DDF News — 10 Jul 2019
The Missy Elliott Project in Dublin - June 2019
DDF was delighted to partner with The Digital Hub to bring The Missy Elliott Project to Dublin this June. Developed by the UK-based artist, Selina Thompson, this performance and digital exchange project invites young women of colour from cities all over the world to collaborate and imagine a RADICAL NEW FUTURE.
Felispeaks (aka Felicia Olusanya), one of the artists involved shares what the project meant to both the artists and the young women who participated.
"Right at the cusp of its international expansion; The Missy Elliot Project found another home in Dublin city to nurture a week-long creative space for young girls of colour. The girls were mentored by female artists of colour for a week in early June. Choreographer and lead artist, Emmy Lahouel, oversaw the project and mentored the Dublin creative team which included myself, Felispeaks, a performance artist and writer; producer and designer Thais Muniz; song-writer and music producer Fehdah; and videographer Samara Addai.
After sharing information about the project with youth workers, organisations and schools throughout the country, on Monday the 3rd of June we waited excitedly for the arrival of the young women – including a group from my hometown in Longford, who took on a 2-hour morning commute every day. By Day 2, word had spread and to our delight, even more participants joined for the remainder of the week's workshops.
The creative process
The aim for the week was to be the ‘tools’ in this youth-led project. Our vision was to create a space where the young women were able to harness our personal talents, allowing them to recognise and develop skills in themselves. We discussed ideas, themes and thoughts relevant to us as women of colour living in Ireland. Through that, the girls were able to produce their own music and dance video using lyrics, beats, dance routines and designs which they had created.
As a ‘tool’, I gave direction and they drove their ideas home through their words. It was a similar experience with their choreography. It was interesting to observe, as many of them arrived believing they would be learning pre-choreographed dances only to realise that instead they would be supported in making their own. Their textile and design work was a beautiful expression of their creativity. They were also hands-on with making their own beats, recording their verses and deciding on camera angles and the style of their music video which was then edited by Samara.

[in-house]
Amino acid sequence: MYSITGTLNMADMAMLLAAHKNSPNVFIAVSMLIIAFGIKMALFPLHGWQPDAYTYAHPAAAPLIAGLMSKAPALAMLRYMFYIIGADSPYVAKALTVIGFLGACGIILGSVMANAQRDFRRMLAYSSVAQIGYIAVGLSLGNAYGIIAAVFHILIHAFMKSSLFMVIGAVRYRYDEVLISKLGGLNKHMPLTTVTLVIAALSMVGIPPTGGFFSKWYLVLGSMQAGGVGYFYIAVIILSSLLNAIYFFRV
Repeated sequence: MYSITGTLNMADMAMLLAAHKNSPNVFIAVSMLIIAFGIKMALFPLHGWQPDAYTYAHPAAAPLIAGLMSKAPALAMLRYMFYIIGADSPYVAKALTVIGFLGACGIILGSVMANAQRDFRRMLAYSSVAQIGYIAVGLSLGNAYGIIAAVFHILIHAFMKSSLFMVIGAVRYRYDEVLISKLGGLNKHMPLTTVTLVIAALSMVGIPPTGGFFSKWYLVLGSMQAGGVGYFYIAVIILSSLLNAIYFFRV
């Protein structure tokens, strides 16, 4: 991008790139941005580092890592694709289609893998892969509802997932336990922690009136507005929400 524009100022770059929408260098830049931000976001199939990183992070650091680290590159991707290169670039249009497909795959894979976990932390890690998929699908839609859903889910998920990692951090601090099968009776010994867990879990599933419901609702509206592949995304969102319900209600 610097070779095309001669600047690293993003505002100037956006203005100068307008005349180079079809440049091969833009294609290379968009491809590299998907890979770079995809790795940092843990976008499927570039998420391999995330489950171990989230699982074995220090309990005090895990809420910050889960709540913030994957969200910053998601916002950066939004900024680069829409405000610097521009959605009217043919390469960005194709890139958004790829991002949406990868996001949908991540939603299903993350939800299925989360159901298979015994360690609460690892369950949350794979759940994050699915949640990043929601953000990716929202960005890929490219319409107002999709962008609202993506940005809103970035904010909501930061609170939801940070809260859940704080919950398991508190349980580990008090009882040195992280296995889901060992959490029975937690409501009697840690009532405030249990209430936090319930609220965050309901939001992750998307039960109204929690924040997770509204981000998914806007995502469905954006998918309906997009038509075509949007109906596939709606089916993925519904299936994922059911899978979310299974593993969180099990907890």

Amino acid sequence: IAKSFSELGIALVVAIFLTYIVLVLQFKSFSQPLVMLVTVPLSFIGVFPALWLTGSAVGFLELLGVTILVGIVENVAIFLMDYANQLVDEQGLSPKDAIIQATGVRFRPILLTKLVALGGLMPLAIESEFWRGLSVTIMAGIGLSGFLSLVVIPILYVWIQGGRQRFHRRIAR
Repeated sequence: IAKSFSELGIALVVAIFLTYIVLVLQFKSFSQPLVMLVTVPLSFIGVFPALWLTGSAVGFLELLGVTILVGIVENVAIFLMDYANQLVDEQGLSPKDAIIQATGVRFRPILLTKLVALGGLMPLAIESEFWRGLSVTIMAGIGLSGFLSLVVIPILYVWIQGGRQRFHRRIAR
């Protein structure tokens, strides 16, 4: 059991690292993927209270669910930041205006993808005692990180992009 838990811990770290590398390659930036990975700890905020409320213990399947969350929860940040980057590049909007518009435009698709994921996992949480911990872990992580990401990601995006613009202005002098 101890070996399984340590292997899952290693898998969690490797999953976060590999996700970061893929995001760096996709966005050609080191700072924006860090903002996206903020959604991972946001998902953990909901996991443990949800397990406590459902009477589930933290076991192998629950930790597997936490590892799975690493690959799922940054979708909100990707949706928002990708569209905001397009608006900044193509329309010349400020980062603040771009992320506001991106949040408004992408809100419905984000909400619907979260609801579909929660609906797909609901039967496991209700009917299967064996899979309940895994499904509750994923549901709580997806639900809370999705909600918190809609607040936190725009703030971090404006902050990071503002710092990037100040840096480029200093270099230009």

This glorious team of 14 to 17-year-olds chose and decided every step of this process as a group.
Here's what the participants and artists had to say about their experience...
Sharing what we learned and created
We had the opportunity to reflect on what we'd all learned and how the participants were impacted in an informal sharing on the last day of workshops. It was a joy to hear about all the ways they enjoyed the programme – enough to continue commuting daily. Some chimed in about empowerment and more self-confidence, others grinned about new interests and excitedly learning more in their private time.
It was an emotional ending for all of us – I may have even shed a tear or two! On a personal level, it was a life changing experience for me. It’s motivating me to be the person I wanted to see growing up. It’s pushing me to reach more young people in meaningful and impactful ways. I believe this is only the beginning for those talented young women, and I loved being a part of that beginning."
You can find out more and follow The Missy Elliott Project by Selina Thompson Ltd as it travels to other cities HERE.